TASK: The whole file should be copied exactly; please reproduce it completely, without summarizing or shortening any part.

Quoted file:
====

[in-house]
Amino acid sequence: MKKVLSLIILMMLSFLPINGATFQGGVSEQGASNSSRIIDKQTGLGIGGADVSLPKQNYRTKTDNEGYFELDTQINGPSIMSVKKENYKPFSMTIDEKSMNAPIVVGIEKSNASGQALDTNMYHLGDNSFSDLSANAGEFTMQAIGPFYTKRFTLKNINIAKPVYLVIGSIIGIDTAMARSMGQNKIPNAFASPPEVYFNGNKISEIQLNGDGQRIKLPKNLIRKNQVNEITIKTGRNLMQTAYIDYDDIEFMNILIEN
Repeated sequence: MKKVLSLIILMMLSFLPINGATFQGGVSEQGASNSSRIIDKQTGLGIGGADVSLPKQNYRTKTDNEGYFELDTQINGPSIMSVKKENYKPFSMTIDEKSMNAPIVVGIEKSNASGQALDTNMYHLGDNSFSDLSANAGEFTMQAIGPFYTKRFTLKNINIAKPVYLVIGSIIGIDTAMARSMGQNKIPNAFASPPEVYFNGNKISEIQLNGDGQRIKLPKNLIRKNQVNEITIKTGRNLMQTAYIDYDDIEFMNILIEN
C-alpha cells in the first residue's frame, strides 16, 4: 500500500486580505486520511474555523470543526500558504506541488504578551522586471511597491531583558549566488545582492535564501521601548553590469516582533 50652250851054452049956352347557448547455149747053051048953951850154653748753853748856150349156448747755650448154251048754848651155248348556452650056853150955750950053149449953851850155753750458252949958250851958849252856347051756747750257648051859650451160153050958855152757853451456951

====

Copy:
[in-house]
Amino acid sequence: MKKVLSLIILMMLSFLPINGATFQGGVSEQGASNSSRIIDKQTGLGIGGADVSLPKQNYRTKTDNEGYFELDTQINGPSIMSVKKENYKPFSMTIDEKSMNAPIVVGIEKSNASGQALDTNMYHLGDNSFSDLSANAGEFTMQAIGPFYTKRFTLKNINIAKPVYLVIGSIIGIDTAMARSMGQNKIPNAFASPPEVYFNGNKISEIQLNGDGQRIKLPKNLIRKNQVNEITIKTGRNLMQTAYIDYDDIEFMNILIEN
Repeated sequence: MKKVLSLIILMMLSFLPINGATFQGGVSEQGASNSSRIIDKQTGLGIGGADVSLPKQNYRTKTDNEGYFELDTQINGPSIMSVKKENYKPFSMTIDEKSMNAPIVVGIEKSNASGQALDTNMYHLGDNSFSDLSANAGEFTMQAIGPFYTKRFTLKNINIAKPVYLVIGSIIGIDTAMARSMGQNKIPNAFASPPEVYFNGNKISEIQLNGDGQRIKLPKNLIRKNQVNEITIKTGRNLMQTAYIDYDDIEFMNILIEN
C-alpha cells in the first residue's frame, strides 16, 4: 500500500486580505486520511474555523470543526500558504506541488504578551522586471511597491531583558549566488545582492535564501521601548553590469516582533 50652250851054452049956352347557448547455149747053051048953951850154653748753853748856150349156448747755650448154251048754848651155248348556452650056853150955750950053149449953851850155753750458252949958250851958849252856347051756747750257648051859650451160153050958855152757853451456951